As outspoken frontman James proves when he explains why music could do with a shake-up.
"I looked around at bands I like, and there's good stuff like the Amazing Snakeheads, but there's all these folk-rock bands around who look like geography teachers," he says, speaking ahead of a gig at Stereo tomorrow.
"I don't get it – Mumford & Sons have a lot to answer for. I'd love Glasvegas if they can come back to what they were, as I thought that last album Euphoric Heartbreak was a complete disaster.
"I think they got a wee bit Hollywood and if they can get back to doing rock and their roots then they'll do well."
In the early 80s, after Postcard Records went bust, James and company quickly earned a reputation as Scotland's most dangerous and hotly-tipped group, with tales of brawls at gigs and bust-ups with the crowd. While some of that was true, the singer reckons the band's attempts to play up to the hype backfired on them.
"People were waiting to pounce on us, and there were people who might have gone to our concerts who'd say 'ah, this is too wild for us'. When you take the game on you try to use all that hype to get attention, but you can't cry when that goes wrong and you're saddled with the image.
"By the end of the day, we didn't care what people wrote about us. They say there's no such thing as bad publicity, but there is. A band like the New York Dolls got a lot of it, and what people forget is that those bands failed initially. They're revered now but they couldn't get arrested as an active band."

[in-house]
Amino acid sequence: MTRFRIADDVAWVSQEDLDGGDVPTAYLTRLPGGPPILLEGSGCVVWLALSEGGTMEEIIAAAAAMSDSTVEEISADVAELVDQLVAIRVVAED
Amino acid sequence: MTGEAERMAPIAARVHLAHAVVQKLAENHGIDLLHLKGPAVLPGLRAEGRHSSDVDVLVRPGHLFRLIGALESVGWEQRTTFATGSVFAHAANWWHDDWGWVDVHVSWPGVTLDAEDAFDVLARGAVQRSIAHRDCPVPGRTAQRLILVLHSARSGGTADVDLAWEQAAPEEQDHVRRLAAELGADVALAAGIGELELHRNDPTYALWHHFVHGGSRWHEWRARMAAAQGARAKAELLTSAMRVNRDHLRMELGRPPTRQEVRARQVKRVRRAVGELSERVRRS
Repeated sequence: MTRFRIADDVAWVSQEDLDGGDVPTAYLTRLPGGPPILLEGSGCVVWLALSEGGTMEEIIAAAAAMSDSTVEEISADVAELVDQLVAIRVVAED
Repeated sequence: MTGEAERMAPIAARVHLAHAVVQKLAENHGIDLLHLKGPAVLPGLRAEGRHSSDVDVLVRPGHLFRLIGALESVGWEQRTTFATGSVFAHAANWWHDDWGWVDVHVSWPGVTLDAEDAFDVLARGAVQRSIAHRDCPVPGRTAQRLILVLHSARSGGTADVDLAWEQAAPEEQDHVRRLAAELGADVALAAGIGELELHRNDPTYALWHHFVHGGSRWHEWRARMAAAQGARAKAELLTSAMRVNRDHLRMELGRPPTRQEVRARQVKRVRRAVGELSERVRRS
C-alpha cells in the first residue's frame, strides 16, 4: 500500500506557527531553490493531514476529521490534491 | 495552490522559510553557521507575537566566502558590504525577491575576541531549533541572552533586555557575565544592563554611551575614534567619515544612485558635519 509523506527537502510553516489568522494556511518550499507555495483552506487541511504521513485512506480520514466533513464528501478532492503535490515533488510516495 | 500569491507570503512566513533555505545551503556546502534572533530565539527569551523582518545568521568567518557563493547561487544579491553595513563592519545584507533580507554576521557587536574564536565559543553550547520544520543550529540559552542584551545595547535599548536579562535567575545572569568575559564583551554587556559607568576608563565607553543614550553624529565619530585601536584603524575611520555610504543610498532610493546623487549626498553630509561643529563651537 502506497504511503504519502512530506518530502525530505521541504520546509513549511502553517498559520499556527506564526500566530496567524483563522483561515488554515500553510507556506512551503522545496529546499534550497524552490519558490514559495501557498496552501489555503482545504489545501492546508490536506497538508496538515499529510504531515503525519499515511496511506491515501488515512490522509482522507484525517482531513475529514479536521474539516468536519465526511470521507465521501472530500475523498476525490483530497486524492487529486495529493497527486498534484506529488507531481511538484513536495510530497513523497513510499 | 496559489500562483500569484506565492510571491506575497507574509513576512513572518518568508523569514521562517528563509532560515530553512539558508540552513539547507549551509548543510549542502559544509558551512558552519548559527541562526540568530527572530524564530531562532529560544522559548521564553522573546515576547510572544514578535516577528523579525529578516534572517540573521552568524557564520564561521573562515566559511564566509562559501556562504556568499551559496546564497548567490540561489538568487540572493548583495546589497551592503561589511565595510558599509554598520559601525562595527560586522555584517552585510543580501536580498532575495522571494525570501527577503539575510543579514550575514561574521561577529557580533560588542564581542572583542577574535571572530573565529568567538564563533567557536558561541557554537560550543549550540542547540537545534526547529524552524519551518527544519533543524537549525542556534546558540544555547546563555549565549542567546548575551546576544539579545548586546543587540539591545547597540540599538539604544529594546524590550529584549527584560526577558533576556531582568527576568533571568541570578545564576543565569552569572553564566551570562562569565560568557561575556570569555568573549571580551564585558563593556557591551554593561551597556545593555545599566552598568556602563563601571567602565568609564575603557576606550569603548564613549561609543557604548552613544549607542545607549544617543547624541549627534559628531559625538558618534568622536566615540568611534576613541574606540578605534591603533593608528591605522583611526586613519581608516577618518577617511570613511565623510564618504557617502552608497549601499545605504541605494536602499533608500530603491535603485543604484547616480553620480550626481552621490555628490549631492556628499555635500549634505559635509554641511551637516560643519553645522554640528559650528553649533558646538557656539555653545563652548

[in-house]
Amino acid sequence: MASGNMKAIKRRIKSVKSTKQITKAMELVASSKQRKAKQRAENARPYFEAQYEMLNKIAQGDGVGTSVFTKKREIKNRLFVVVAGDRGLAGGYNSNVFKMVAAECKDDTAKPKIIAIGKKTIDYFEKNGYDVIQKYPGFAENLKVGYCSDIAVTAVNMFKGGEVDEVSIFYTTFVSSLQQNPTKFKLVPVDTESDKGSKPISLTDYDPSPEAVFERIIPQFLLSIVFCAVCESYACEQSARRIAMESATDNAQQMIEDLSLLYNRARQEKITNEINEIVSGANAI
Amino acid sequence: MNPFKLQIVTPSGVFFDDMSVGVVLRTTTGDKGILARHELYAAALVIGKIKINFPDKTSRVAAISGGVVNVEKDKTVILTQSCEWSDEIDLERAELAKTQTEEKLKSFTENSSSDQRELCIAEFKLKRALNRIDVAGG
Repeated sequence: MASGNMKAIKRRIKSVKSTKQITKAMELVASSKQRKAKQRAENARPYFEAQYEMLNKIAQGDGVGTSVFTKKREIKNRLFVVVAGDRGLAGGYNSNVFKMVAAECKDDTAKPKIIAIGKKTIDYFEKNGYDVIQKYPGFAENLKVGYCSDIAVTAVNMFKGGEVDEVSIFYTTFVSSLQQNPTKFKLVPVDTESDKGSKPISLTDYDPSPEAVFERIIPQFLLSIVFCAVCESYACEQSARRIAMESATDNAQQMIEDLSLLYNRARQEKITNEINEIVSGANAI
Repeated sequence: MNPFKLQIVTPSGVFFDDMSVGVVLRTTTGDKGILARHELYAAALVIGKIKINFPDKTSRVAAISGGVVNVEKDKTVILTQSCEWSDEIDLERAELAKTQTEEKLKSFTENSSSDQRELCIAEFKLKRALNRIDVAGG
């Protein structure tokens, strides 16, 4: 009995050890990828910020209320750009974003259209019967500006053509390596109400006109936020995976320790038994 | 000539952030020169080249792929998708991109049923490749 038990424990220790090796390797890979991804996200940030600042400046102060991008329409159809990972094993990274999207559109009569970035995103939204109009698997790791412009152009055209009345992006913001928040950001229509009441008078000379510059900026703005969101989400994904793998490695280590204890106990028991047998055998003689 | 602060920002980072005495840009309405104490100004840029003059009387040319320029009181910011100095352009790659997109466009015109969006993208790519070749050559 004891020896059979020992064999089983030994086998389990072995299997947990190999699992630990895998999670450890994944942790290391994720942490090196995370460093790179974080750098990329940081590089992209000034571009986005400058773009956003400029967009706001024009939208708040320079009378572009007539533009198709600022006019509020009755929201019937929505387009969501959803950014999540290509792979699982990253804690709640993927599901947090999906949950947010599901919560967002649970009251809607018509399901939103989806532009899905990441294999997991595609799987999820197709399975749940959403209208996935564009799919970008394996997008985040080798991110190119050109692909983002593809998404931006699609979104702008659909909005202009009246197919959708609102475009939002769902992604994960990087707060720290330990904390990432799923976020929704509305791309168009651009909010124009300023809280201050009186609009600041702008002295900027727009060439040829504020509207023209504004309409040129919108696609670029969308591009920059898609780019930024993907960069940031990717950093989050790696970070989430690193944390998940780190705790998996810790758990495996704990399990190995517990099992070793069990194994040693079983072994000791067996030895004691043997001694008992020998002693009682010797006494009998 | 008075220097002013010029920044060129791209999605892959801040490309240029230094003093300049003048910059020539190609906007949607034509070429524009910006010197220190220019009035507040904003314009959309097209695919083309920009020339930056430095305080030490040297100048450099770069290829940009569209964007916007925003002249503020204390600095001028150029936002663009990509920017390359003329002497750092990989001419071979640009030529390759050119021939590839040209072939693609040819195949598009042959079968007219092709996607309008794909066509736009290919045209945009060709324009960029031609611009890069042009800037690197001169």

The Lonewolves eventually broke up in 1985, despite interest from record companies. However, after reforming to play a tribute gig for Glasgow promoter and restaurateur Allan Mawn in 2011, James and guitarist Jake McKechan decided to keep the group going as an ongoing concern.
Yet this isn't a quick nostalgia project. They've already released a double A-side single that contains new recordings of old favourites Fun Patrol and Pretty Blue Eyes, while they hope to have an album out by November.
"Some bands get together for the summer and do things like the Rewind festival, where they have no new material," says James. "The only time they speak to each other is before the gigs – they don't behave like a band!
"They're like painted corpses being wheeled out of their coffins for festivals. They play the hits and laugh at you for suggesting they should do new material."
The singer reckons his voice has held up well, too.
"My voice is actually better than it used to be," he says.
"After the band broke up I ended up going to university, and taking an honours degree at Strathclyde Uni, majoring in the voice. That's stood me in good stead. I've drunk a few beers but I've never smoked so my voice is still strong."
Despite the band's early brush with success, James is adamant he doesn't spend his time pondering what could have been.
"I've not got any regrets, you sometimes wonder 'what if', but if you get too focused on that then you end up not living in the present," he adds.
"It happened, let's move on, there's no point sitting in the corner of a bar saying 'I coulda been a contender'. Things happen, you deal with it and that's what we're doing."
l James King and the Lonewolves Stereo Tomorrow, £8, 8pm